He removed the compressor terminal cover and removed the wires. He placed the leads from common to run and the meter read 10 ohms. Then he placed a lead on the compressor run terminal to ground and the meter showed 0 ohms resistance. The compressor was shorted to ground (Figure 2). It could have just as easily been the fan or the wiring, but this narrowed it down to the compressor.

Bob had found the problem and told the owner that he would pick up the necessary supplies and be there in the morning. As he was picking up his tools, Btu Buddy arrived and said, “How are you going to leave the unit until tomorrow?”

Bob said, “Just put the panel back on and leave the breaker off.”

Btu Buddy noted, “If you leave the power off to the crankcase heater, the compressor will be full of refrigerant. The refrigerant will be mixed with the oil and recovery will be hard to accomplish. Whatever you do, leave the crankcase heat on. Tape the compressor leads where they are safe and turn the breaker back on.”

Figure 3. A capacitor tester can be used in the field to determine the capacitance of a capacitor.

Btu Buddy then asked, “What supplies do you need for tomorrow?”

Bob said, “A compressor and refrigerant.”

Btu Buddy asked, “How about the contactor and the run capacitor? They were stressed also.”

Bob then said, “I am not really thinking this all the way through, am I?”

Btu Buddy said, “No, there are many items that must be considered when there is a motor shorted. For example, you do not know if it is a motor burn, or just a wire shorted to ground.”

Bob then asked, “What should I do next?”

Btu Buddy answered, “You could run an acid test on the system to determine if there are acids present. Do you have one of those acid test kits that you can pass some refrigerant through for a test?”

Bob said, “No.”

Btu Buddy then said, “We will just have to wait until we take the old compressor out and look at the piping for signs of burned oil and smell. We may need a suction line acid removing filter in addition to a liquid line filter drier. Put them on the list; we will use both if needed.”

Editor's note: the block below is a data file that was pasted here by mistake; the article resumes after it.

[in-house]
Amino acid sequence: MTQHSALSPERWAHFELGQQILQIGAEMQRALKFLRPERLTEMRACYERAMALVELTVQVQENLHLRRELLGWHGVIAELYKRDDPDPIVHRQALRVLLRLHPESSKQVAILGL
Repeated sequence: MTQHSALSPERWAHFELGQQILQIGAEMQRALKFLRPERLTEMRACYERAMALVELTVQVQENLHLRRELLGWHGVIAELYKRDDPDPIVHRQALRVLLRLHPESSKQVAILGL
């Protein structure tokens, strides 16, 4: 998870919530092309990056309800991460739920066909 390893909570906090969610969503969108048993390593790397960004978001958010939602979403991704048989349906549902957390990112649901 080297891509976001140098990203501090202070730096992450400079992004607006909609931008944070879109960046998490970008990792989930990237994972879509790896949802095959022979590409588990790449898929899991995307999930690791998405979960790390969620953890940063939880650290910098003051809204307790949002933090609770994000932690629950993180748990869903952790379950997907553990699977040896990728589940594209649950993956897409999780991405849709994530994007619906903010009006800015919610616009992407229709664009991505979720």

Figure 4. Good contacts are shown next to contacts that are pitted and should be replaced.

Bob then checked the capacitor with his capacitor tester (Figure 3). It showed to be good.

He then gave the contactor a visual check by looking at the contacts. They looked bad (Figure 4). He then added a contactor to the list of supplies.

Btu Buddy then said, “I think you have all the bases covered. Leave the power on and replace all of the covers.”

As they were riding away, Bob said, “There are a lot of details to doing a job correctly. How do you ever remember them all?”

Btu Buddy said, “Well, you remembered one of the first details. You reminded the owner that you were going to shut off the power and to shut down the computer. Some technicians would just shut off the power. If the owner was uploading or downloading business files and had no battery backup for the computer, it could cause grief for him. He would be mad about that. These things become instinct as you gather more experience. You are doing well with your training.”

Bob then said, “Thanks, I feel as though I still need a lot of training.”

Btu Buddy responded, “Training is a forever thing in a good technician’s life.”

Look for Part 2, “Btu Buddy 49: Grounded Compressor Motor (Continued),” in the April 23, 2007 issue of Extra Edition.

Publication date:03/19/2007